A Lecture On The Doctrine Of Baptismal Regeneration

Considered in relation to the present position of the faithful ministers connected with the National Establishment.

Delivered August 15th, 1849.

“Howbeit in vain do they worship Me, teaching for doctrines the commandments of men.”—Mark 7:7.

My present object is not to disprove the doctrine of Baptismal Regeneration. I have no reason to suppose that this doctrine is maintained by any now hearing me. The question may therefore, perhaps, be suggested, “Why then occupy our time with the subject at all?” It may, or it may not, be held by those connected with the English Establishment; but what is that to us? We do not belong to that Establishment, and why should we concern ourselves with what it teaches? Now I trust, before I have done, that I shall make it plain to every Christian understanding, that we have very much to do with the condition of what is generally denominated the National Chnrch. Even a heathen could say, “I am a human being, and therefore I reckon nothing belonging to humanity to be disconnected from myself”—much more would a Christian say, I am a believer in Christ, and therefore I am interested in everything that concerns my fellow-believers.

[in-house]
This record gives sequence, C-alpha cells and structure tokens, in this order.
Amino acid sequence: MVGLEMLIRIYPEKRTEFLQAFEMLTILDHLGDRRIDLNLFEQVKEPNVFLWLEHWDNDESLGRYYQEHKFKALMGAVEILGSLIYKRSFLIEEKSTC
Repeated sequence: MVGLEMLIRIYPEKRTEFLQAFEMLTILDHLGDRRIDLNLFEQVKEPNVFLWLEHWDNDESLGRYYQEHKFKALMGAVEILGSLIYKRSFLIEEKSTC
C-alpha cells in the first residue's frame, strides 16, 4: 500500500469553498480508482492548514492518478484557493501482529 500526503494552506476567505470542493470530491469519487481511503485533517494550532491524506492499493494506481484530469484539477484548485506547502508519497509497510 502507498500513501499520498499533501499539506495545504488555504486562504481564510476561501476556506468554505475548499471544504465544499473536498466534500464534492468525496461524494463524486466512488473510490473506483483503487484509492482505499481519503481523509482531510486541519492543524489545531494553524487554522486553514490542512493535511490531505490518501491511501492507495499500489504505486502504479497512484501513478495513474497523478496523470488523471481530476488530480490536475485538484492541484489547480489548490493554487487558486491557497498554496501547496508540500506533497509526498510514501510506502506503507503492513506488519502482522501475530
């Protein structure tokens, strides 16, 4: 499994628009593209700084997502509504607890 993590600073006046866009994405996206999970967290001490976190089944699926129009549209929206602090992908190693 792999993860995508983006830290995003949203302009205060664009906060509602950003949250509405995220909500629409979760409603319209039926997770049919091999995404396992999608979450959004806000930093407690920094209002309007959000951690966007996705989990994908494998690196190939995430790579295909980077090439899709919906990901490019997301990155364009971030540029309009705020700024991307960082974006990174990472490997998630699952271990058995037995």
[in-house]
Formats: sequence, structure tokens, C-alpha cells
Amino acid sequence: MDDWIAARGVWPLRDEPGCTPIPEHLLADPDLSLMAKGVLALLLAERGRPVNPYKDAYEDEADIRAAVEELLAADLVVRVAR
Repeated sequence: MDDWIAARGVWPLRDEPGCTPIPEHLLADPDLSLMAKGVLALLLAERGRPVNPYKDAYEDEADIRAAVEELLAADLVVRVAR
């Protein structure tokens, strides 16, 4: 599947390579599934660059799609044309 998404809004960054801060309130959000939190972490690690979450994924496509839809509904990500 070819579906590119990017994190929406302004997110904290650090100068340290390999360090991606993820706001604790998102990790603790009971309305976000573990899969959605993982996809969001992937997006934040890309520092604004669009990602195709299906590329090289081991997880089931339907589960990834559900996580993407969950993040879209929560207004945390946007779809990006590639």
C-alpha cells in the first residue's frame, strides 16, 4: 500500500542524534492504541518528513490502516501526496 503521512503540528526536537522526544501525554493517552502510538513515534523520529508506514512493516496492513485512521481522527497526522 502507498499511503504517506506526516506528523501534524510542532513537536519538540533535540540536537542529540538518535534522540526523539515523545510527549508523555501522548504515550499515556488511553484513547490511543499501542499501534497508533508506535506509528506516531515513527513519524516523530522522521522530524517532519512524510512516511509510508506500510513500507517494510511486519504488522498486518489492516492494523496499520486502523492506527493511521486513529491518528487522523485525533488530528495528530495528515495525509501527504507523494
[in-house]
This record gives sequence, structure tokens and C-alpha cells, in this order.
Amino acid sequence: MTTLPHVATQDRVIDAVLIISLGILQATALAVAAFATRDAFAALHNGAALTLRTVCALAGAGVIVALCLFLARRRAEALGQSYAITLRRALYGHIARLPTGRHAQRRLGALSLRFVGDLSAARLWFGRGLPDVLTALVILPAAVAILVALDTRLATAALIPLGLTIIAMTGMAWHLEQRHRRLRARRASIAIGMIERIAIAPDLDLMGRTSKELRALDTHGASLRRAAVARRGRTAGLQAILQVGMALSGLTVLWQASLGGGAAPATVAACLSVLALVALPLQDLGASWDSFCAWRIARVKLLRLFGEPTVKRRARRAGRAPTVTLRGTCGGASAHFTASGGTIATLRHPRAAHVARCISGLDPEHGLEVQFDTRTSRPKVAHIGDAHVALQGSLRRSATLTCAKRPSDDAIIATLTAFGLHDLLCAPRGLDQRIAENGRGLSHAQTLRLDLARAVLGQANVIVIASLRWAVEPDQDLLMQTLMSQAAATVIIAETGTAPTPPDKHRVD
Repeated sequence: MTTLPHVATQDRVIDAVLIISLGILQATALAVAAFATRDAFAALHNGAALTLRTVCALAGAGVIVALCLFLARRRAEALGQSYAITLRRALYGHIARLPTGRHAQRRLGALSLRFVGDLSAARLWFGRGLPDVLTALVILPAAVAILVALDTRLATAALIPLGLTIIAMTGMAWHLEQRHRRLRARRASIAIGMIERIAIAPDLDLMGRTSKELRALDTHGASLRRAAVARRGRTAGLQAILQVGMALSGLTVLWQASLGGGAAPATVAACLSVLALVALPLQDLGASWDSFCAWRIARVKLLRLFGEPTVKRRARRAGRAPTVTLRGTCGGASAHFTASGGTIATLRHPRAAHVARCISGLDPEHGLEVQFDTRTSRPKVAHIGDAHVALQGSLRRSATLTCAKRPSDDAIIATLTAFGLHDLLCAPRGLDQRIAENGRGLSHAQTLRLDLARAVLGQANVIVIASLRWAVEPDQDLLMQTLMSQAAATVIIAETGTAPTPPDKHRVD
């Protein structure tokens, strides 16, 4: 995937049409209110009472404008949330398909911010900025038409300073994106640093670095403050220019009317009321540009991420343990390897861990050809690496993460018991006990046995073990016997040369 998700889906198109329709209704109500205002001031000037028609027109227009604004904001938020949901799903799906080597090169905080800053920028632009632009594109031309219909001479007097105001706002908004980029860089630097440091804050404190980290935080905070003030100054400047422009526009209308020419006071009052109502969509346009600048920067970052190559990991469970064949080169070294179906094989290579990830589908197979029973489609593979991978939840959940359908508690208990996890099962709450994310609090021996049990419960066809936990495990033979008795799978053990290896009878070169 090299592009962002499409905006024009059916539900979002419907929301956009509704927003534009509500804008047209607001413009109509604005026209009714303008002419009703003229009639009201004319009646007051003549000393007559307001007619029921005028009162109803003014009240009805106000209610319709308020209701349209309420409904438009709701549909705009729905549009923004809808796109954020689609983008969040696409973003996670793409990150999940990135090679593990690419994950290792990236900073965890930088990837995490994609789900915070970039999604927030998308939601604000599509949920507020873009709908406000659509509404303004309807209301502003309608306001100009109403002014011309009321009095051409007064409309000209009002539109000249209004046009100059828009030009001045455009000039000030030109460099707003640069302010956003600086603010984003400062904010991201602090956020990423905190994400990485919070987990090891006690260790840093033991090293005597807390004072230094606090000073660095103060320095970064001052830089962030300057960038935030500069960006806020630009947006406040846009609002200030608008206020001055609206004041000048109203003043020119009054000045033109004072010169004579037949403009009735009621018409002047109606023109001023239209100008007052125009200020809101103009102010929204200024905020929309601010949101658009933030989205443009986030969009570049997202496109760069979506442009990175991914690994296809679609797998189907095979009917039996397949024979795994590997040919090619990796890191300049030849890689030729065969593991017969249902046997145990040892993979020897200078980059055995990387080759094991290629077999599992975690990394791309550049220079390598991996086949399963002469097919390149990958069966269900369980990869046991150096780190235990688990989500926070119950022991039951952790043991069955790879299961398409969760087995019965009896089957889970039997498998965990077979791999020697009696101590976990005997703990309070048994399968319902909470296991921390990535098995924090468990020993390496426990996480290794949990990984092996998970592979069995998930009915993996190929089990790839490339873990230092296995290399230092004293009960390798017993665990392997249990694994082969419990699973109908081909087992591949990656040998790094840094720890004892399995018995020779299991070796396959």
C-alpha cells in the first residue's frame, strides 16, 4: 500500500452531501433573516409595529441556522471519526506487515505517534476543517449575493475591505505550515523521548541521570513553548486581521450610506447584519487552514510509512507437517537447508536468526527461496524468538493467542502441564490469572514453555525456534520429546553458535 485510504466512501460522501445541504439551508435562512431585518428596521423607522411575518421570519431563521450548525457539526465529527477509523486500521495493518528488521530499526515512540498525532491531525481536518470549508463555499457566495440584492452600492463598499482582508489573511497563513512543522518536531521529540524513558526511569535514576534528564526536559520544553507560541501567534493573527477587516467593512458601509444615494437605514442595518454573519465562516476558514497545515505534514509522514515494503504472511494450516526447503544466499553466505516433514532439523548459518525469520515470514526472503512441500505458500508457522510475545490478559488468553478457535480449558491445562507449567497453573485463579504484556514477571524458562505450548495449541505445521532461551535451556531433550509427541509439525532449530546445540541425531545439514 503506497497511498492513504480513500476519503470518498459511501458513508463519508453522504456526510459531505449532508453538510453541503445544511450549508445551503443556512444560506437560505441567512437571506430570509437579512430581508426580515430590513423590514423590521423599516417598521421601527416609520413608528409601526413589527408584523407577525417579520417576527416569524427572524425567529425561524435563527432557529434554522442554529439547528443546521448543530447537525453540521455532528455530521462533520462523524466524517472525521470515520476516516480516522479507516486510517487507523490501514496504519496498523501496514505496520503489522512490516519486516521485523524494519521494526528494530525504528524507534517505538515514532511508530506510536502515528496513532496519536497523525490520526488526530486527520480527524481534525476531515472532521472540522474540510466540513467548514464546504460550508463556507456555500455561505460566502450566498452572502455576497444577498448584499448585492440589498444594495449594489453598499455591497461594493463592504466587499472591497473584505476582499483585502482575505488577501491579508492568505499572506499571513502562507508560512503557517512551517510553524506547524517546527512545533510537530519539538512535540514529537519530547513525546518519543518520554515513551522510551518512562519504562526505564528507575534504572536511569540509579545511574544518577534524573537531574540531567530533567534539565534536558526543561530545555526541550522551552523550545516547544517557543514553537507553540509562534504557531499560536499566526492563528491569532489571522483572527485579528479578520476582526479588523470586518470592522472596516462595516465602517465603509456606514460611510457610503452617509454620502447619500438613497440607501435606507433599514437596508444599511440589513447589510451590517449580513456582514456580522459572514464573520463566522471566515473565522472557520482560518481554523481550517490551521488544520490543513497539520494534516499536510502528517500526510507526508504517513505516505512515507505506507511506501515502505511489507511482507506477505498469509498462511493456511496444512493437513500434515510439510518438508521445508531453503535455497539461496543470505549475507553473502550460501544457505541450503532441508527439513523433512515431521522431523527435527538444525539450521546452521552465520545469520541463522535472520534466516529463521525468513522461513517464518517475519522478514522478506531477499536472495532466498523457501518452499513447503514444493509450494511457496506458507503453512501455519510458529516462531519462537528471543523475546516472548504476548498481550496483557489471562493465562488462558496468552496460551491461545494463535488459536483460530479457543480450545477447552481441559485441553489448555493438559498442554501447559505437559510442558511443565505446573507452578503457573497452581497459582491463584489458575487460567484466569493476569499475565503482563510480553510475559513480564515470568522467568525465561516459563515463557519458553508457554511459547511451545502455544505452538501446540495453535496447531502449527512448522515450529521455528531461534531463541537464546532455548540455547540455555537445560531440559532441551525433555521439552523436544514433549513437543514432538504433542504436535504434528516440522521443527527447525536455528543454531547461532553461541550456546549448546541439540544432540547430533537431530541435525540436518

Many of you are aware that, for a long time past, a controversy has been carried on within the pale of the Establishment, on the efficacy of baptism. Some have maintained that the baptismal service, as contained in the Prayer-Book, must be understood to teach that every child baptised by a clergymen, and according to the rites of the Church, is, in and by the act of baptism, spiritually regenerated. Others, generally denominated the evangelical clergy, have maintained, that baptism is, in itself, only an outward sign, and that it may or may not be accompanied by any inward and spiritual grace. The Bishop of Exeter, by having refused to induct a clergyman who belongs to the Evangelical party, has caused the question to be tried before the highest legal authority under the Crown. The judge of this highest court has decided that the doctrine taught in the Prayer-Book requires every clergyman to believe that in and by the act of baptism the child is spiritually born again. Except this decision be set aside by the authority of the Queen in council, any bishop may thenceforth refuse to ordain or induct any candidate for the ministry, unless he be found willing to maintain the doctrine sanctioned by legal authority.